HELLO! Yes, the judges that are found to have abused their position are a "STAIN" to the judicial system. The problem is there are far more judges NOT meeting their duty - it is a national epedemic.
Editorial | Chicago Convicted judge Jessica Arong O'Brien stains the courts
It's a fair bet that Cook County Circuit Judge Jessica Arong O'Brien is no shrinking violent.
Judges — those black-robed courtroom gods — aren't always what they present themselves — or most people expect them — to be.
Most are, but some aren't, and their aberrant behavior disgraces a system premised on the concept of fair treatment for all that is carried out by impartial judicial officials who are above reproach.
In that context, the case of Judge Jessica Arong O'Brien is affront to everything the judiciary is supposed to stand for.
In February, she was convicted of bank and mail fraud in Chicago federal court. Authorities alleged — and a jury found — that O'Brien made a $325,000 profit from a $1.4 million mortgage fraud plan. One of O'Brien's co-conspirators pleaded guilty and testified against her.
Following the guilty verdict, the Illinois Supreme Court took the kind of action that most people would expect. It moved to suspend O'Brien from the practice of law and "enjoined from acting as a judge until further order of the court."
Her response to the court's order is defiance.
In a legal motion, O'Brien argued she shouldn't be suspended as a lawyer or enjoined from acting as a judge because the Supreme Court doesn't have the power to take that action. She argues the Illinois Constitution vests sole authority to take action against a judge in the state's Judicial Inquiry Board and the Illinois Courts Commission.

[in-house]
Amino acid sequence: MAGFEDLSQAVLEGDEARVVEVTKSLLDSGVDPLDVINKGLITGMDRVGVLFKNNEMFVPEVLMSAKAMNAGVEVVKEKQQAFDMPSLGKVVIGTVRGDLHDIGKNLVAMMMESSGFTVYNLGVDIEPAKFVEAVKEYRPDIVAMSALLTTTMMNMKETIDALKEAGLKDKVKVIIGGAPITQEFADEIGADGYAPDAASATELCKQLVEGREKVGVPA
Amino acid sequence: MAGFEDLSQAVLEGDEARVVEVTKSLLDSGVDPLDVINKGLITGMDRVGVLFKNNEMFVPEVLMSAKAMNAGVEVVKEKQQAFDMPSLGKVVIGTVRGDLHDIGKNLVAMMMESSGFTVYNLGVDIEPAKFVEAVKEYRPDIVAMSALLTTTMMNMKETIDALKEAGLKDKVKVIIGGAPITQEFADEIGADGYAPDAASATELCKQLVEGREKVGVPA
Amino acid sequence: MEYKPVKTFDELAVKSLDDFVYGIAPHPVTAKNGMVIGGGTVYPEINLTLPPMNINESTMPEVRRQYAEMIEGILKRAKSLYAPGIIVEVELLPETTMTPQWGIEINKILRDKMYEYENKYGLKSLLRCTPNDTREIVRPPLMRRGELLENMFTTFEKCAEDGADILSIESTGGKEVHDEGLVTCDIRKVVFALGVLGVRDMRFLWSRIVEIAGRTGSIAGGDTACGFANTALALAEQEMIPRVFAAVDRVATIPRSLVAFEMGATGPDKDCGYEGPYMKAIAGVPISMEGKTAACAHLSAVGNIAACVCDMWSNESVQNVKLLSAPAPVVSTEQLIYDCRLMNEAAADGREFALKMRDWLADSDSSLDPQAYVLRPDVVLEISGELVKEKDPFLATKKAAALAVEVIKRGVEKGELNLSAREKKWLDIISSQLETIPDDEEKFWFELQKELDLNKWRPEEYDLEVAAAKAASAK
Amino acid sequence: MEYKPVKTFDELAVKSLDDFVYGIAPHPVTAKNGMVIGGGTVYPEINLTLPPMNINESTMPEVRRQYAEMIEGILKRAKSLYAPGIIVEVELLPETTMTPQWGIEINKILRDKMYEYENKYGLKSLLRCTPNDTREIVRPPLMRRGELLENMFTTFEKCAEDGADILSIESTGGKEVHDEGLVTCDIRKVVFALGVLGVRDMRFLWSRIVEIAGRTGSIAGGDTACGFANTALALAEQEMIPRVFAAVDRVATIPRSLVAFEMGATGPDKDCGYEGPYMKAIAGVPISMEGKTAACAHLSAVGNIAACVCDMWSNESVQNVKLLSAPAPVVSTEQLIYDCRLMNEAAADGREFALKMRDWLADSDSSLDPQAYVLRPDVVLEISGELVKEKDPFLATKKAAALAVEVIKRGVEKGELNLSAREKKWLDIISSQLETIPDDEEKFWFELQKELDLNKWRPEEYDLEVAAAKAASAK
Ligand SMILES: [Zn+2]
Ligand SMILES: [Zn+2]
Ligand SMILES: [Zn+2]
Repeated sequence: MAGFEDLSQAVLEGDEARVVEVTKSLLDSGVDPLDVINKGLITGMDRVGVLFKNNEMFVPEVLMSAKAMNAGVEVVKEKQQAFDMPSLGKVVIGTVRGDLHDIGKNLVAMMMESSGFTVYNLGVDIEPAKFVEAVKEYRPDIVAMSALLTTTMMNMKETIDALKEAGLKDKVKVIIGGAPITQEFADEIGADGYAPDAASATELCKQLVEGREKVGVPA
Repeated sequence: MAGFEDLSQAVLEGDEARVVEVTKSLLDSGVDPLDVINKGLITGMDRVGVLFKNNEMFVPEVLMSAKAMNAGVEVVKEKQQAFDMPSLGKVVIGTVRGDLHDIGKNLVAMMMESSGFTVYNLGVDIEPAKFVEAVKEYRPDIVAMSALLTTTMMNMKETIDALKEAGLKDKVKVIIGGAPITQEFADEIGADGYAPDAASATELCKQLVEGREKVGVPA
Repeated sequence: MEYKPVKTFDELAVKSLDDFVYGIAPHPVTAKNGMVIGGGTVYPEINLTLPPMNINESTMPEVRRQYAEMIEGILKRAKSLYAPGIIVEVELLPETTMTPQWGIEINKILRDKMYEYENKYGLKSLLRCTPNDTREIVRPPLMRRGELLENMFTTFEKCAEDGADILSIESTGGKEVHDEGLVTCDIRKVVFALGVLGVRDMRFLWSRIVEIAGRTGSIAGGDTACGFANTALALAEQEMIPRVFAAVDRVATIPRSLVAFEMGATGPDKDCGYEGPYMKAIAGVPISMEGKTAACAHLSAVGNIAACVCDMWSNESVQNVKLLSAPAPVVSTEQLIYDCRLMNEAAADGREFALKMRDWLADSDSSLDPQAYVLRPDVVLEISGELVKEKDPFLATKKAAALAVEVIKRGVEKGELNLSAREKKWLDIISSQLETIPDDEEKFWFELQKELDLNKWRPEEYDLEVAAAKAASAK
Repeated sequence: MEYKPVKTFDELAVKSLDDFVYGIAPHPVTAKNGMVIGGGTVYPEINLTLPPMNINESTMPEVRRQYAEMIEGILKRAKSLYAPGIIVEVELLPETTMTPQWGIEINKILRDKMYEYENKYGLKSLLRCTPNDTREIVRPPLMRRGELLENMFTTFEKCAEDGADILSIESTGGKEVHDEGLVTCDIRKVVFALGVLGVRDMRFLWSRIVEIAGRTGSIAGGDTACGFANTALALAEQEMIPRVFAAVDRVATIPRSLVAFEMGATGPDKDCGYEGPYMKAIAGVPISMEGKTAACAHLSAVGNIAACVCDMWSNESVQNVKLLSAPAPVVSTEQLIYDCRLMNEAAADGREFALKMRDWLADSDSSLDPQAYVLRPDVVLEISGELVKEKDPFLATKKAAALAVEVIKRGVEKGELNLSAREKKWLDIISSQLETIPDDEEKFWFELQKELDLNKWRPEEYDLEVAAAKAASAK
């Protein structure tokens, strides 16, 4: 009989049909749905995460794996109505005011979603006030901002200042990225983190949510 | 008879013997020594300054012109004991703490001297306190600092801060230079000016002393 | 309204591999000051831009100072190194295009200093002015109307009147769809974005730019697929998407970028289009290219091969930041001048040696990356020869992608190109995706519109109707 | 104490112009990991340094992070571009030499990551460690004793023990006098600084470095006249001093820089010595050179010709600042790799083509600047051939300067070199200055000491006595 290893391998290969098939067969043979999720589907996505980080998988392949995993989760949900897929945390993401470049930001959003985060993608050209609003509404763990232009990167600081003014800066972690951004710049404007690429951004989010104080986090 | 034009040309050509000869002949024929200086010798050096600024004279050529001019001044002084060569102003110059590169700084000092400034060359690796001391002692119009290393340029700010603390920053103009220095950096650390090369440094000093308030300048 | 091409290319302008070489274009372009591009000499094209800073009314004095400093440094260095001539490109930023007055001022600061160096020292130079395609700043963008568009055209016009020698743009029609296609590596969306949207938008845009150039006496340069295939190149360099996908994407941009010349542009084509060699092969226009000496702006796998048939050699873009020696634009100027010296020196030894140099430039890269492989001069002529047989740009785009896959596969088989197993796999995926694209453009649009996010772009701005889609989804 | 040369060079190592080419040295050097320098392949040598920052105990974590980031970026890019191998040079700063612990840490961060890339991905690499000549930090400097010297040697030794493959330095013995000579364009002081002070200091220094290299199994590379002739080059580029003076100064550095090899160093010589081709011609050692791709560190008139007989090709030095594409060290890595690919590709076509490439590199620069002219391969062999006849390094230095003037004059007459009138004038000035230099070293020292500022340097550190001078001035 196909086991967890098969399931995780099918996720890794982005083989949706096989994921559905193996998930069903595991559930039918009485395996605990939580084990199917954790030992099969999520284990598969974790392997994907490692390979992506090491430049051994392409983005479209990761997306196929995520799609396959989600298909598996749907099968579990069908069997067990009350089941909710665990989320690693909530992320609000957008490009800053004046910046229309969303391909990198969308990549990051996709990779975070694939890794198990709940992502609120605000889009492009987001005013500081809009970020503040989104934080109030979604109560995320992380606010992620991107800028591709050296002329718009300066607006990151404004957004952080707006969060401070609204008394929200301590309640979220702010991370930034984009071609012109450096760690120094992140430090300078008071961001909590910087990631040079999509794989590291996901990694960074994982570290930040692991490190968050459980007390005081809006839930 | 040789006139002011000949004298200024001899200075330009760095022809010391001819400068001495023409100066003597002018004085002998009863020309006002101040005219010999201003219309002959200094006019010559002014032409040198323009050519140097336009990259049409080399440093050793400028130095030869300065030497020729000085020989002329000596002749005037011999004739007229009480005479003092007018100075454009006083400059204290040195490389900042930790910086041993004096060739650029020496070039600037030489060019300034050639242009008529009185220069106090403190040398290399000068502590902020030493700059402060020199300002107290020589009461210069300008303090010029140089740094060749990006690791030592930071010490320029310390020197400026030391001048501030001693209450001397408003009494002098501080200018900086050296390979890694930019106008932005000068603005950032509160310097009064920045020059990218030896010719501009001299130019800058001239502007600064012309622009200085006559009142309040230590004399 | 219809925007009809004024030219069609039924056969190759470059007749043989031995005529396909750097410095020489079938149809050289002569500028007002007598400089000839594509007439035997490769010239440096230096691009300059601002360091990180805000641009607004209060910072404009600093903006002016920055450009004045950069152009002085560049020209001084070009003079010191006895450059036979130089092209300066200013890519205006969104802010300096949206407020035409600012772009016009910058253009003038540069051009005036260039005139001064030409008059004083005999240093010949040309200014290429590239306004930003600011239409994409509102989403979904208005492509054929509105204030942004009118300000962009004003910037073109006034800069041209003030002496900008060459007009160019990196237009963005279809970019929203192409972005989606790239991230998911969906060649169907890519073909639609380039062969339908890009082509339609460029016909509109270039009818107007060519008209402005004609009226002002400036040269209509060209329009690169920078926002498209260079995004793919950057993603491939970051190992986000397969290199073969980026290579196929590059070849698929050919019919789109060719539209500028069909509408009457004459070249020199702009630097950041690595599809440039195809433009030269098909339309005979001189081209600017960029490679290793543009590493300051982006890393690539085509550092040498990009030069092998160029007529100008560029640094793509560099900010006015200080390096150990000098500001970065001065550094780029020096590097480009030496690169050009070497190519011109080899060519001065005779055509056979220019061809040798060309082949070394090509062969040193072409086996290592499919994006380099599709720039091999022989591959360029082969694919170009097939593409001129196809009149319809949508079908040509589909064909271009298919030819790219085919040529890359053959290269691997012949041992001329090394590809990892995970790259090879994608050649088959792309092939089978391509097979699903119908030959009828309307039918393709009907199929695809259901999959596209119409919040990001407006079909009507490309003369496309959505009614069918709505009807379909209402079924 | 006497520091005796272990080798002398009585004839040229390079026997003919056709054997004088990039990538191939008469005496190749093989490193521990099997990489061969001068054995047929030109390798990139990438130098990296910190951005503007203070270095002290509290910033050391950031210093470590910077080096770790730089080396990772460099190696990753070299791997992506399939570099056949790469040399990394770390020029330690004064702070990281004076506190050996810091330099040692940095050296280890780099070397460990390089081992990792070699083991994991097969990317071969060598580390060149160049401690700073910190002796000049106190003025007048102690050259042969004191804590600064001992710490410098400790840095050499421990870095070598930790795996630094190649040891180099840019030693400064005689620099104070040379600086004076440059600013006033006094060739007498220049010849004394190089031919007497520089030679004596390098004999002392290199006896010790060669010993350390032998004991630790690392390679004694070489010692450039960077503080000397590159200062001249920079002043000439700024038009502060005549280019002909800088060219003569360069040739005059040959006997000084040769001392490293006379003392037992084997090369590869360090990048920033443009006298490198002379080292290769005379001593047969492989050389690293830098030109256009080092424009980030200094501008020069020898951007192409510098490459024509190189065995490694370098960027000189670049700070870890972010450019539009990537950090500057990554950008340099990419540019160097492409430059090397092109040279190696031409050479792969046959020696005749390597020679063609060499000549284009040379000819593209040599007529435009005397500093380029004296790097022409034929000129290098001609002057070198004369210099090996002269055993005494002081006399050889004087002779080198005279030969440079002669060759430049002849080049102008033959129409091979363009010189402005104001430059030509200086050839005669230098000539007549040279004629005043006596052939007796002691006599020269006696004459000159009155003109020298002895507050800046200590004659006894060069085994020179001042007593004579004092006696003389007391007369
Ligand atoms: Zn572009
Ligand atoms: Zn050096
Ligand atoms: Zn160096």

Further, O'Brien argued that she should be able to "exhaust her due process rights" before "any determination" is made regarding her law license or judicial office.
It's an interesting legal argument, one magnified by O'Brien's chutzpah.
Given the facts, most people would be too embarrassed to challenge the court's disciplinary action.
For starters, the high court is ordering a suspension that could presumably be reversed should O'Brien ultimately prevail.
Further, Illinois Supreme Court oversees the Illinois Court Commission, the judicial panel that acts as a trier of fact when judges who get in trouble challenge the accusations against them. The high court also acts as the final reviewer of decisions made by the courts commission.
Finally, the Judicial Inquiry Board and the Illinois Courts Commission act as prosecutor and hearing panel, respectively, when accusations of wrongdoing are alleged against a judge.
In O'Brien's case, she was named in a federal indictment and convicted of a serious crime after a trial in federal court. There's no good reason why the Illinois Supreme Court can't take judicial notice of those events.
Judicial wrongdoing is exasperating because it's an assault on a system that demands probity. When it's followed by the kind of unapologetic, unembarrassed nitpicking on display here, it's a disgusting reminder that not all our judicial officials have the character necessary to carry out their important duties.
Source: The News-Gazette